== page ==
An aerial firework is normally formed as a shell that consists of four parts:
Container - Usually pasted paper and string formed into a cylinder
Stars - Spheres, cubes or cylinders of a sparkler-like composition
Bursting charge - Firecracker-like charge at the center of the shell
Fuse - Provides a time delay so the shell explodes at the right altitude
Located just below the shell is a small cylinder that contains the lifting charge.
Simple shells consist of a paper tube filled with stars and black powder. Stars come in all shapes and sizes, but you can imagine a simple star as something like sparkler compound formed into a ball the size of a pea or a dime. The stars are poured into the tube and then surrounded by black powder. When the fuse burns into the shell, it ignites the bursting charge, causing the shell to explode. The explosion ignites the outside of the stars, which begin to burn with bright showers of sparks. Since the explosion throws the stars in all directions, you get the huge sphere of sparkling light that is so familiar at fireworks displays.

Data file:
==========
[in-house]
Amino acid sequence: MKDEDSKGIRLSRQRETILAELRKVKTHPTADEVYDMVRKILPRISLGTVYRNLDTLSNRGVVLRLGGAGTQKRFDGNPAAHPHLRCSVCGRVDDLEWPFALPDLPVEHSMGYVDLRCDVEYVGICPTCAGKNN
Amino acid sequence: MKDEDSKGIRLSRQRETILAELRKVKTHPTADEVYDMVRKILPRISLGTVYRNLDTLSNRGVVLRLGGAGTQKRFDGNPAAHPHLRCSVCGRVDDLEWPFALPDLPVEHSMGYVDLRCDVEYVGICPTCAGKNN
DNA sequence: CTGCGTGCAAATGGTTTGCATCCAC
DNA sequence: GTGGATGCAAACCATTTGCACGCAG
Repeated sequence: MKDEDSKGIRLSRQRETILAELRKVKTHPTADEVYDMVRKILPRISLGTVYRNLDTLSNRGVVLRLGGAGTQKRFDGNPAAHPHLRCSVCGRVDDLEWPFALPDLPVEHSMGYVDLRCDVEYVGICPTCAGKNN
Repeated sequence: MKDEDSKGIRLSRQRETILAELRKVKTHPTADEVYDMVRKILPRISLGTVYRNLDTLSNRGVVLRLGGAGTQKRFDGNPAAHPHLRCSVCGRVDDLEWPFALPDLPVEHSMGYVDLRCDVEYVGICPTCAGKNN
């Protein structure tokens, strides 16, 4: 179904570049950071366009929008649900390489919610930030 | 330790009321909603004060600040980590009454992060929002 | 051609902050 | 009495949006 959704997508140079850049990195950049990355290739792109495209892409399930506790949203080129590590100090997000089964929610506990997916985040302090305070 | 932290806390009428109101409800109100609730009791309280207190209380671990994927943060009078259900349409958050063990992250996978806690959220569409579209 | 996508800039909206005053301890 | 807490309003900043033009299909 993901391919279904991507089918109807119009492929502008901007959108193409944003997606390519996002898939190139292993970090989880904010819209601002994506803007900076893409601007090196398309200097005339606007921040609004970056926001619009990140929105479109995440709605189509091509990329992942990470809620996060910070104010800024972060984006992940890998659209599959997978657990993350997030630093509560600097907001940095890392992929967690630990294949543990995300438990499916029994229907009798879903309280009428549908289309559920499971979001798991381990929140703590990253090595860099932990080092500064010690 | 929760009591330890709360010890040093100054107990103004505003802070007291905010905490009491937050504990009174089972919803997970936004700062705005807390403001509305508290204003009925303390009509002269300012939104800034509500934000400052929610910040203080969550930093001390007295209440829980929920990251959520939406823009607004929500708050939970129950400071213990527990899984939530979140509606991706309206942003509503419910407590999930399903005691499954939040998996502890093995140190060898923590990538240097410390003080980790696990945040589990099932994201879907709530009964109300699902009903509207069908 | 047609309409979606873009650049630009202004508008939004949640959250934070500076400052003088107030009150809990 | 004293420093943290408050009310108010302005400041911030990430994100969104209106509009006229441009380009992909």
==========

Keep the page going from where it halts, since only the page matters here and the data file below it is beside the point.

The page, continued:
Multibreak ShellsMore complicated shells burst in two or three phases. Shells like this are called multibreak shells. They may contain stars of different colors and compositions to create softer or brighter light, more or less sparks, etc. Some shells contain explosives designed to crackle in the sky, or whistles that explode outward with the stars.
Multibreak shells may consist of a shell filled with other shells, or they may have multiple sections without using additional shells. The sections of a multibreak shell are ignited by different fuses. The bursting of one section ignites the next. The shells must be assembled in such a way that each section explodes in sequence to produce a distinct separate effect. The explosives that break the sections apart are called break charges.
Next, we'll look at how fireworks explode in various patterns during a display.